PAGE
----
Ugandan Joshua Cheptegei repeated as world 10,000m champion, a year after taking silver at the Olympics (and 5000m gold in Tokyo). Grant Fisher was fourth, coming 17 hundredths shy of becoming the first American to earn a world medal in the event. The 10,000m is the lone men’s track event where the U.S. has never won a world medal.

Tamirat Tola led an Ethiopian one-two in the men’s marathon, clocking a championship record 2:05:36 for the biggest win of his career. Galen Rupp, a two-time Olympic medalist and Oregonian, was the top American in 19th place. Rupp said before the race that he missed training time due to a herniated disk and pinched nerve in his back and a mild COVID bout, according to Runner’s World.

“I’m getting better, believe it or not,” Rupp, 36, said. “I did the best I could, but I wasn’t able to get all the work in.”

Two-time Olympic champion Nafi Thiam of Belgium leads the two-day heptathlon after the first four of seven events.

In the men’s 400m hurdles, the three fastest men in history won their respective semifinals — Olympic champion and world record holder Karsten Warholm (48.00), American Rai Benjamin (48.44) and Brazilian Alison dos Santos, the world’s fastest man this year (47.85). The final is Tuesday.

Reigning Olympic champion Jakob Ingebrigtsen of Norway and reigning world champion Timothy Cheruiyot led the qualifiers into Tuesday’s 1500m final.

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Kendall Gretsch wins six gold medals at Para Nordic Ski Worlds

Kendall Gretsch
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Kendall Gretsch, who won Paralympic titles at the last Summer and Winter Games, added another six gold medals at the World Para Nordic Skiing Championships in Sweden last week.

Gretsch, 30, earned seven total medals in seven days between biathlon and cross-country skiing.

Gretsch won gold medals in three different sports across the last three Paralympics: biathlon and cross-country skiing in 2018 (two years after taking up the sports), triathlon in 2021 and biathlon in 2022.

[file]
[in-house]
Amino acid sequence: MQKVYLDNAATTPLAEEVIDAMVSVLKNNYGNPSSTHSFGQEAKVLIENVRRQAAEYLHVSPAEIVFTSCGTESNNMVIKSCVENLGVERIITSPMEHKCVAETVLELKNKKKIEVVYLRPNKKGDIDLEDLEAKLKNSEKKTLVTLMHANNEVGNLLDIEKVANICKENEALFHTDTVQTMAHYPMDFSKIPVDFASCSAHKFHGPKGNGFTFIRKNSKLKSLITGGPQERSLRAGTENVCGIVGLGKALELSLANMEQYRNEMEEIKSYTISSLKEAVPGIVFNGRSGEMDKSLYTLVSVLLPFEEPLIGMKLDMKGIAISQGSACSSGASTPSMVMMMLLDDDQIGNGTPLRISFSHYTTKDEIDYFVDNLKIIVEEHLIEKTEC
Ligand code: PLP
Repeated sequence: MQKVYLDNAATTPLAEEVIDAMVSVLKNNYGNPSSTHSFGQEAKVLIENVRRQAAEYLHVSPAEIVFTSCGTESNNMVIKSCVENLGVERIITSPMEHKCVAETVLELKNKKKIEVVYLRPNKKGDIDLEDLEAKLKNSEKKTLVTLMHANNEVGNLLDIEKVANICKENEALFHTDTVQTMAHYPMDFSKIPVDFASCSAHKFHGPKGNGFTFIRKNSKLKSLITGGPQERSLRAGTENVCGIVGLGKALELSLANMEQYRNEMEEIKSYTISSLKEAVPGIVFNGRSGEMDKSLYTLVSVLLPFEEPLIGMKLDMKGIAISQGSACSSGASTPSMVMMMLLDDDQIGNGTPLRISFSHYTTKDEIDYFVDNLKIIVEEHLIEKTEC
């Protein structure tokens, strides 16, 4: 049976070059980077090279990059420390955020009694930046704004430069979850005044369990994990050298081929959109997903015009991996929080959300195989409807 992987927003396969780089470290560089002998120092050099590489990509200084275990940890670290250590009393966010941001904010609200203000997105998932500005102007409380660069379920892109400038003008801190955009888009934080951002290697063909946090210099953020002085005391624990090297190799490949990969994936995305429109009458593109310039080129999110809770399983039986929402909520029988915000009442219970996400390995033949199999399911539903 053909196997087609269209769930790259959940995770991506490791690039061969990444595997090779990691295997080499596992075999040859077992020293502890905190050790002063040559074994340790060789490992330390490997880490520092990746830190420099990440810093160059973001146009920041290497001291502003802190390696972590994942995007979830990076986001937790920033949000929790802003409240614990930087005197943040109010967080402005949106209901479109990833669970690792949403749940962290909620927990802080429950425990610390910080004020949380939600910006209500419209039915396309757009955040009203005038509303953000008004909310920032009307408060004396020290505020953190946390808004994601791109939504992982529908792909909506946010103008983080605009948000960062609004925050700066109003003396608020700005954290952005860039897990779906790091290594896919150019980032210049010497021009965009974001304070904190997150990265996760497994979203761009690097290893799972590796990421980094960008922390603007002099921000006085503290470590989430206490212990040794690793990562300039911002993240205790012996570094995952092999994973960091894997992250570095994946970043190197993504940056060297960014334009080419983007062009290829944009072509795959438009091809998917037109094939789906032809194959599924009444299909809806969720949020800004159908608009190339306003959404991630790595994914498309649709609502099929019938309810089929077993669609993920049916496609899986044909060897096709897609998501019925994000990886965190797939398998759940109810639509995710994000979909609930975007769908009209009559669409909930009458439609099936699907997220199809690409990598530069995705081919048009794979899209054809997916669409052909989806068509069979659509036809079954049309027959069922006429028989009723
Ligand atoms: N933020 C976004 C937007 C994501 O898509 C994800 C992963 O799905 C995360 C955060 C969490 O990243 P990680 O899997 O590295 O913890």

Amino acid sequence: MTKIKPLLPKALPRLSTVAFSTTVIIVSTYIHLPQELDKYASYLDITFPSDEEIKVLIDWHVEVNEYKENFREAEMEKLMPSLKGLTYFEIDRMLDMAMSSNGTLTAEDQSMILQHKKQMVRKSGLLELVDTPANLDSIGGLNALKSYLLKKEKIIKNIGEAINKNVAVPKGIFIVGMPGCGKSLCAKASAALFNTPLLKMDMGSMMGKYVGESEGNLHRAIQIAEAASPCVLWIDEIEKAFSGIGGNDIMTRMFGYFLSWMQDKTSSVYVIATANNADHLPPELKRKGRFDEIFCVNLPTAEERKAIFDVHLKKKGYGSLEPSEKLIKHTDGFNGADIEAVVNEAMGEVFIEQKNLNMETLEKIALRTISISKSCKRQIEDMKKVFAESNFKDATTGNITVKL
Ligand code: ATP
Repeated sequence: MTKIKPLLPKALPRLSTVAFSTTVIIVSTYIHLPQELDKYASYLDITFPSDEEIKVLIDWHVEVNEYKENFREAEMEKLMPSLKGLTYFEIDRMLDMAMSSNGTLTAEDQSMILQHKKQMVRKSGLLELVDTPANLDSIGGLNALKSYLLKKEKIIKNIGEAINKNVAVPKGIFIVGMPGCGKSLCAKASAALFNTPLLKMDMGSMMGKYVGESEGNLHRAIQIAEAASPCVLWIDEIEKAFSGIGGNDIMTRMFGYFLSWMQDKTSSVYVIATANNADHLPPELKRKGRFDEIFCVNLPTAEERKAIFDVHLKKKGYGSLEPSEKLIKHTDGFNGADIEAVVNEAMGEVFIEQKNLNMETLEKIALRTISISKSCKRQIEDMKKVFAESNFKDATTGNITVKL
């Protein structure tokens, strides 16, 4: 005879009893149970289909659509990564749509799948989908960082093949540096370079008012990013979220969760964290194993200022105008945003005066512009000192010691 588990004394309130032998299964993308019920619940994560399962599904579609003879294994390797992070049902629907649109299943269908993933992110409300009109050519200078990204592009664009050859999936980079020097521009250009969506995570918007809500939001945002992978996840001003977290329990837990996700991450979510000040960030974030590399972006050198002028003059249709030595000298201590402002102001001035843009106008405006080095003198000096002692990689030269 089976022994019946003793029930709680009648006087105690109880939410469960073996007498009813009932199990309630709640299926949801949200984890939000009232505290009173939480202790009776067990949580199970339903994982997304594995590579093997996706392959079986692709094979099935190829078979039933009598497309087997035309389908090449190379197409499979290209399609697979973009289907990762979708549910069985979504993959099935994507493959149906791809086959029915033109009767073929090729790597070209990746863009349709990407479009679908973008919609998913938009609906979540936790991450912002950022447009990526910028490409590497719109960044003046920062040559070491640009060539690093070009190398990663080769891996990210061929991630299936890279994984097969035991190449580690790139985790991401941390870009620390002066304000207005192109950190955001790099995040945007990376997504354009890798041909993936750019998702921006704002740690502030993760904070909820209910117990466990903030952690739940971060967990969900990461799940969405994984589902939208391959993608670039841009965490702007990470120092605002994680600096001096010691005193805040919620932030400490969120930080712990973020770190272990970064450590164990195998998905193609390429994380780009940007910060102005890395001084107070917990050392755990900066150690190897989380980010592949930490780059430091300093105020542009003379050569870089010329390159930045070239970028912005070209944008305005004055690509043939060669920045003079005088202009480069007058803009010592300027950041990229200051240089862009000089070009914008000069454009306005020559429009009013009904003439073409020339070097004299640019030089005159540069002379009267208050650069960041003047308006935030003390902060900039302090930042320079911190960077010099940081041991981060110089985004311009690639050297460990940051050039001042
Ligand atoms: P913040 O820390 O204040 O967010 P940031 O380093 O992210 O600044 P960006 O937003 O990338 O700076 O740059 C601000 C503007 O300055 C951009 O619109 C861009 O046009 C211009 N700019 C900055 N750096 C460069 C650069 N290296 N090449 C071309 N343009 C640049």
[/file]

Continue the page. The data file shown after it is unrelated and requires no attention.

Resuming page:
She plans to shift her focus back to triathlon after this winter for 2024 Paris Games qualification.

Gretsch, born with spina bifida, was the 2014 USA Triathlon Female Para Triathlete of the Year. Though triathlon was added to the Paralympics for the 2016 Rio Games, her classification was not added until Tokyo.

Also at last week’s worlds, six-time Paralympian Aaron Pike earned his first Paralympic or world championships gold medal in his decade-plus career, winning a 12.5km biathlon event.

Oksana Masters, who won seven medals in seven events at last year’s Paralympics to break the career U.S. Winter Paralympics medals record, missed worlds due to hand surgery.

The U.S. also picked up five medals at last week’s World Para Alpine Skiing Championships in Spain — three silvers for five-time Paralympian Laurie Stephens and two bronzes for 17-year-old Saylor O’Brien.

Stephens now has 18 career medals from world championships, plus seven at the Paralympics.

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World champion skier Kyle Smaine dies in avalanche at age 31

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Kyle Smaine, a retired world champion halfpipe skier, died in an avalanche in Japan on Sunday, according to NBC News, citing Smaine’s father. He was 31.

Smaine, a 2015 World champion in ski halfpipe, had been doing ski filming in Japan, sharing videos on his Instagram account over the past week.

The native of South Lake Tahoe, California, finished ninth in ski halfpipe at the 2016 Winter X Games in Aspen, Colorado.

In 2018, Smaine won the fifth and final U.S. Olympic qualifying series event in ski halfpipe but did not make the four-man team for PyeongChang. His last sanctioned international competition was in February 2018.

Late Sunday, two-time Olympic champion David Wise won the X Games men’s ski halfpipe and dedicated it to Smaine.

“We all did this for Kyle tonight,” Wise said on the broadcast. “It’s a little bit of an emotional day for us. We lost a friend.”